anyone else trying to access it. The February attacks effectively shut down

several major sites for two to six hours, resulting in loss in sales and ad

revenues, and public image as well.

While it seems that most of these attacks were aimed at

organizations abroad and the India Inc has some how been spared, Dhawan says

that the situation is not much better here. "Though it appears that

security breaches in India are very low, it’s not because we have some very

effective security controls," he says. "In fact, it is more because

most of these breaches are going undetected, or are not being reported at

all." This is a dangerous situation, and experts are unanimous: ignorance

is never bliss. The ostrich is not a good corporate model.

A networked India Inc

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The information security survey of Indian enterprises

conducted by KPMG in 1999 reveals that nearly 80% of all Indian organizations

operate in a networked file server environment. More than 60% of the respondent

organizations were using PCs for their information processing. Only 4%

organizations relied on mainframe environments, while 6% used third party

facilities for processing data.

Significantly more than 90% of the organizations use private

internal networks, with limited use of public networks like the Internet.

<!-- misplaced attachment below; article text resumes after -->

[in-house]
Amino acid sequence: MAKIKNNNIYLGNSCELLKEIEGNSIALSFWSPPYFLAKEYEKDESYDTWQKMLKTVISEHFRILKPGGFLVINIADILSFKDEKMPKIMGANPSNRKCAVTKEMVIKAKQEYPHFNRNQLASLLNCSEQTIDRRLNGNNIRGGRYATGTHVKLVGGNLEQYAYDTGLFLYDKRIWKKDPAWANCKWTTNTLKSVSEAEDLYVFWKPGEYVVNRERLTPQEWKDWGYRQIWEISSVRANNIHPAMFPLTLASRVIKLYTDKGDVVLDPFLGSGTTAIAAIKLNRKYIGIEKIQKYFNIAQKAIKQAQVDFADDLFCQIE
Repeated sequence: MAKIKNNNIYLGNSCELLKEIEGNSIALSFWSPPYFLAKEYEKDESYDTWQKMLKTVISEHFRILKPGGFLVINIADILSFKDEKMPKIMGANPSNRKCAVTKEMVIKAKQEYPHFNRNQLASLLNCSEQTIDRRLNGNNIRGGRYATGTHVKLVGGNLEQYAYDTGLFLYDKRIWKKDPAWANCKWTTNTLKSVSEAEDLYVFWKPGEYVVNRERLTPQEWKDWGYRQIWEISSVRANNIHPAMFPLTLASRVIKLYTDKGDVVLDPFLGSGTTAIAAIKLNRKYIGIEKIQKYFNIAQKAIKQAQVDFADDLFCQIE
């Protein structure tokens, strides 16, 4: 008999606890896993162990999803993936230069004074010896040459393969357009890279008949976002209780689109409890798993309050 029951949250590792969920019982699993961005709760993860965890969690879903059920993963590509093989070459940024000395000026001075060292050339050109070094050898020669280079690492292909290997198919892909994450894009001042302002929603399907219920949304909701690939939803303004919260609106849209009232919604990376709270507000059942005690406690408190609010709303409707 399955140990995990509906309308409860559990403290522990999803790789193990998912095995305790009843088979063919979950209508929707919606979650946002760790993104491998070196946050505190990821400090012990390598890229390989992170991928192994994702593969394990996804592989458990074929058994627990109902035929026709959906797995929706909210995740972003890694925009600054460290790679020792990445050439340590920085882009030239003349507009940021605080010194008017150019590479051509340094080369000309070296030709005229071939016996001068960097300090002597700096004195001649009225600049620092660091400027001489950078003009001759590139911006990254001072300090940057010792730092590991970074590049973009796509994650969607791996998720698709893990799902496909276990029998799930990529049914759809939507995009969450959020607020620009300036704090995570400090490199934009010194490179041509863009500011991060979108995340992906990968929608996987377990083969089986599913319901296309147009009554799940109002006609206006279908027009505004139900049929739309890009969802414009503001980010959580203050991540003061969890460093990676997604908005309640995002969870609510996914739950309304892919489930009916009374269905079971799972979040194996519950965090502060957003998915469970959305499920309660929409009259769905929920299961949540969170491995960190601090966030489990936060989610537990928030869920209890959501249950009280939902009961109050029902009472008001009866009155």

However, 92% organizations reported the use of external networks connecting

organizations to their customers and suppliers.

Warfare in the new economy

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Talking about the information trend in the preface of their

book Defending Digital Assets, Randall K Nichols, Daniel J Ryan and Julie J C H

Ryan say that there are three information trends evident worldwide. First: a

huge amount of valuable information is being created, stored, processed and

communicated using computers and computer-based systems and networks. Second:

computers are increasingly interconnected, creating new pathways to valuable

information assets. Third: threats to information assets are becoming more

widespread and sophisticated.

Accordingly, these three trends have influenced significant

development in three diverse computer security areas–info-crimes and digital

espionage (DE), information security (INFOSEC) and information warfare (IW).

"While more Indian organizations than ever are embracing

technology in order to become more competitive, they are forgetting one major

rule of the game–don’t leave your flanks open," says Hanif Sohrab,